The call came last Friday night, telling former senator Alan Simpson (R-Wyo.) that his old friend, the 41st president of the United States, had died. The time had come for Simpson to take out the notes that he had started making six years ago.
“I said, ‘What a great honor.’ And that’s all that was said," Simpson recalled Tuesday. “And so, I made some notes, and put them all away.”
Over the next years, as Bush’s health continued to fail, there were other close calls. Simpson never discussed the assignment he had been given with Bush himself. He never probed to discern what the former president might want to be said about his life and legacy in Wednesday’s funeral at Washington National Cathedral.
“George wasn’t asking people to do anything. He didn’t want to talk about this stuff,” Simpson said. The family’s only request was that Simpson hold his comments to no more than 10 minutes.
Once, however, when Simpson was being treated for cancer in Houston, Bush took his pal to see a magnificent new house of worship being constructed by St. Martin’s Episcopal Church, where Bush was a member.
“They built this brand-spanking-new thing, and I said, ‘This is really something,’ ” Simpson recalled.
“I think they built that waiting for me to croak,” Bush deadpanned.
That Simpson would be asked to speak is a tribute not only to his personal closeness to Bush but also to his reputation for blunt-spoken humor. It is an indication that the Bush family wanted to be sure there would be light moments as they laid to rest their patriarch.
Simpson and Bush had a friendship that began in 1962, in one of those only-in-Washington ways. When Simpson’s father, Milward, was elected to the Senate from Wyoming, he took over the office of a retiring Connecticut senator, Prescott Bush, the father of the future president. Then, when Milward Simpson retired after one term, he sold his house to George H.W. Bush, who had just been elected to Congress from Texas.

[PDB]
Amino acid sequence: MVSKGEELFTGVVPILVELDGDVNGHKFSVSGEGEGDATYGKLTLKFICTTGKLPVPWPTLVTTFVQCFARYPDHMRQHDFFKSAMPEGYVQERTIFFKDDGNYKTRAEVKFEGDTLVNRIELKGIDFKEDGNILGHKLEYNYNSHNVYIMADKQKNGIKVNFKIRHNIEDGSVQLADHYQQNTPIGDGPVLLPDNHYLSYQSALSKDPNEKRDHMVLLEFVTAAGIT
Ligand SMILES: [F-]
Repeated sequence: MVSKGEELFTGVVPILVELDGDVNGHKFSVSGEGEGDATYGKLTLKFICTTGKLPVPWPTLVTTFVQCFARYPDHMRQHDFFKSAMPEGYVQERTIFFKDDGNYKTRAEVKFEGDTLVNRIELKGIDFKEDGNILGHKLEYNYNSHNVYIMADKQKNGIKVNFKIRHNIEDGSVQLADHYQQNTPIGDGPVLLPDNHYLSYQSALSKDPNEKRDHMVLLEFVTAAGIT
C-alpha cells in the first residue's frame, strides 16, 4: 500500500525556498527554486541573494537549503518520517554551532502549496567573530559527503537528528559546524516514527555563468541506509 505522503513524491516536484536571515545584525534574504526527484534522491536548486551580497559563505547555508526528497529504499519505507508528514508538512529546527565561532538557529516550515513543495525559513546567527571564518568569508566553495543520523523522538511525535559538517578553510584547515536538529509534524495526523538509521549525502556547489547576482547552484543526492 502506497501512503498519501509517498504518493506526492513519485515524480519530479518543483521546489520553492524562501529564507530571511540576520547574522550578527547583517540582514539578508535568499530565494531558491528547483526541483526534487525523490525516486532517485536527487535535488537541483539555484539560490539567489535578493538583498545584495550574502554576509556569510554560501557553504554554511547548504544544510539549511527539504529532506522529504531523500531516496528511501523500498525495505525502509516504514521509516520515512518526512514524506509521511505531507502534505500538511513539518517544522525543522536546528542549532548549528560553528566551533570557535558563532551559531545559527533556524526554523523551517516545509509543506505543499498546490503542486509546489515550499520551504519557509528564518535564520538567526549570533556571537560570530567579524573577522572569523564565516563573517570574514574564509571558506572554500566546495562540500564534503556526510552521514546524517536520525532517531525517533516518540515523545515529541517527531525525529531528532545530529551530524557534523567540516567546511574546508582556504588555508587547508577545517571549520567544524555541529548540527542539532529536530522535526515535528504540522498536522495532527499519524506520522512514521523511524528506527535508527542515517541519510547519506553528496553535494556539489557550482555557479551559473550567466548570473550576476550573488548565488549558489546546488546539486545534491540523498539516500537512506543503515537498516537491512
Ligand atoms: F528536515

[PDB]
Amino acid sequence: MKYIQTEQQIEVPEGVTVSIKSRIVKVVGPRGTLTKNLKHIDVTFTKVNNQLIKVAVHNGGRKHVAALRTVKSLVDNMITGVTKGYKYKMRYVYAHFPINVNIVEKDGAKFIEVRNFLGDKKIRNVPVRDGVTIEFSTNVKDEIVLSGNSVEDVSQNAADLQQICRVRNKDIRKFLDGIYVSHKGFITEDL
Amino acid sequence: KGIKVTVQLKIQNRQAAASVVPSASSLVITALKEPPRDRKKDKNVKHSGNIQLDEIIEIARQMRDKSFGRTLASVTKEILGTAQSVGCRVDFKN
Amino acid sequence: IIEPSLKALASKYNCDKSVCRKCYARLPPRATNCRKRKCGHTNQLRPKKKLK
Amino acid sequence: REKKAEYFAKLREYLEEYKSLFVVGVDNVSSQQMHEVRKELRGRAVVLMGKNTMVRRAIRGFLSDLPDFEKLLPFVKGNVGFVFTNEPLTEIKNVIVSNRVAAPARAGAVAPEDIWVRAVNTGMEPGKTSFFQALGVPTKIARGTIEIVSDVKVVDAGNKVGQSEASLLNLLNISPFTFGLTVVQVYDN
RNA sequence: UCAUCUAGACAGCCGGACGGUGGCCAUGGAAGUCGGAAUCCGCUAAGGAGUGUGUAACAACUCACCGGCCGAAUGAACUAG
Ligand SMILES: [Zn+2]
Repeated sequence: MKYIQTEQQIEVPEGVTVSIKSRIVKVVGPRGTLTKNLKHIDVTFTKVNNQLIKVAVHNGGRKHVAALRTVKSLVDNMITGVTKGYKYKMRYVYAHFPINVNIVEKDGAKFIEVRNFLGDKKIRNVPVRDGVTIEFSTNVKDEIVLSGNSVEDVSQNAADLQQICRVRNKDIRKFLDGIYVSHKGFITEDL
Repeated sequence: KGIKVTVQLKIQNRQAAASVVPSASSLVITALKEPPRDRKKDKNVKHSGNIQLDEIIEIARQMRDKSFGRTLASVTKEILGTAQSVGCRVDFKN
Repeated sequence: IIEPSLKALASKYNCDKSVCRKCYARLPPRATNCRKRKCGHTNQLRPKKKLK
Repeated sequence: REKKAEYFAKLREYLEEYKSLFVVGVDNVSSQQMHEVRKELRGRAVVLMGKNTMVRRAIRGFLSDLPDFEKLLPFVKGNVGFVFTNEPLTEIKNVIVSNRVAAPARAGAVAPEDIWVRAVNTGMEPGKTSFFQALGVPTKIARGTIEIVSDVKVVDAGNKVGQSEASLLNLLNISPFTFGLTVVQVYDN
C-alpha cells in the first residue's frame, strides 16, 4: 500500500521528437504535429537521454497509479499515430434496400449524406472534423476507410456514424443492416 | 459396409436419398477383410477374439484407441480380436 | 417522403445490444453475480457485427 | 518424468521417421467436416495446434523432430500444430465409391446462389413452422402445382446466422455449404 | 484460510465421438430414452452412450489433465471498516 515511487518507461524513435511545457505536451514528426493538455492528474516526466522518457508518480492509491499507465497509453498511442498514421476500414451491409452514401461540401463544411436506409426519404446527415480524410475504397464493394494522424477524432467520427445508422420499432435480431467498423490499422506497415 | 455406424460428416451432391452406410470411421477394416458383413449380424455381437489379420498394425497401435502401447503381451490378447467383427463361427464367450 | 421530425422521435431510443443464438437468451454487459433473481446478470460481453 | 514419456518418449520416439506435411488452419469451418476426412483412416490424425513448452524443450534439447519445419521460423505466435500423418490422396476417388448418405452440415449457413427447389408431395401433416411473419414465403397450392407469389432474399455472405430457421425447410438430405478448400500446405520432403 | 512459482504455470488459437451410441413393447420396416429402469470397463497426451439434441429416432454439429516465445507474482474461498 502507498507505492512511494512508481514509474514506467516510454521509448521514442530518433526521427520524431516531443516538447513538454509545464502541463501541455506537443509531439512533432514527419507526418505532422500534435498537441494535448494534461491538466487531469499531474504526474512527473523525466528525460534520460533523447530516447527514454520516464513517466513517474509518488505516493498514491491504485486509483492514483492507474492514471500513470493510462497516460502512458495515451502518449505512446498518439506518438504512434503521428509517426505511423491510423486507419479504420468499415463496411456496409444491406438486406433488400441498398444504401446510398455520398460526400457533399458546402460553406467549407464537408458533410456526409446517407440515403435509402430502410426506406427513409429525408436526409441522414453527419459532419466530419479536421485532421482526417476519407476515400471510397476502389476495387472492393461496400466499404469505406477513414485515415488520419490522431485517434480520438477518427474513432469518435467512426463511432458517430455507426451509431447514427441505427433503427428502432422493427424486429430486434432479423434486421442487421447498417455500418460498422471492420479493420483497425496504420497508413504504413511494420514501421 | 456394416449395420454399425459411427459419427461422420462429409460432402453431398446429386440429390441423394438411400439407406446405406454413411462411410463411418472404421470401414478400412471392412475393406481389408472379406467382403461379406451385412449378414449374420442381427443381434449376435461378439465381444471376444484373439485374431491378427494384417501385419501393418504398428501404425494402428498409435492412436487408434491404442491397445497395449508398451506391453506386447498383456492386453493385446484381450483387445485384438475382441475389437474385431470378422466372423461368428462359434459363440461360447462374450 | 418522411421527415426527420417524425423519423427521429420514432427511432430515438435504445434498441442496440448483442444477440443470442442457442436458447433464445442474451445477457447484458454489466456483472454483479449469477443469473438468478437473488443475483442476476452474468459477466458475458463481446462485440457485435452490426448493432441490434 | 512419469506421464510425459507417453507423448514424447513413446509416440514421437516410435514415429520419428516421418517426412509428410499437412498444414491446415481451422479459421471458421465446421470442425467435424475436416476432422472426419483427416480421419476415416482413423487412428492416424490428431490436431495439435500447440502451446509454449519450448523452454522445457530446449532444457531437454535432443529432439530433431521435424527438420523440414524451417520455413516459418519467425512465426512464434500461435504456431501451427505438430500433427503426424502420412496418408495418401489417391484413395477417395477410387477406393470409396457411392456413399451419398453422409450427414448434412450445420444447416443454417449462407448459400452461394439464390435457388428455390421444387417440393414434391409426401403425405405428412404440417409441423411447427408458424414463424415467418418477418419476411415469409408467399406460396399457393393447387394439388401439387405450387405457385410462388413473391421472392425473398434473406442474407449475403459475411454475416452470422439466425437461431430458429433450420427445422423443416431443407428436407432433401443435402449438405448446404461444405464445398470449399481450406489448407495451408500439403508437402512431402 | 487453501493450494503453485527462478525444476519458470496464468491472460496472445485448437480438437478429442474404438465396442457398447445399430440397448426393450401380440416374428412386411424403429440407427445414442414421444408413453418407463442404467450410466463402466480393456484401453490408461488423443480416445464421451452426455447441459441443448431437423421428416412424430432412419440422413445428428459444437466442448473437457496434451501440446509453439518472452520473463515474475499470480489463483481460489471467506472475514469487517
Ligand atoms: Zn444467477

Before he drafted his eulogy, Simpson and his wife, Ann, paused to take stock of more than half a century of shared experiences.
“Ann and I sat at the table for an hour maybe, talking about the fun things we had done -- throwing snowballs off the roof, going to Andrew Lloyd Webber, trips to the Glacier Park when he was vice president, afterwards going to Greece with him for 10 days when he invited us to join a family gathering,” Simpson said.
But in 10 minutes, “you can’t even begin to delve in on those things. There’s no room for that. You just delve in on the things that mean something to you deeply and personally, and try to keep it light,” Simpson said, adding: “You’ll see reflected in those 10 minutes a pretty good capsulation, which I have drafted and redrafted all by my little self. It’s going to be a distillation of what he meant to me down inside.”
There was one other thing Simpson was determined to get out of the way, before he steps up to give his final tribute to his friend.
“You cry while you’re preparing it,” he said, “so you won’t cry while you’re giving it.”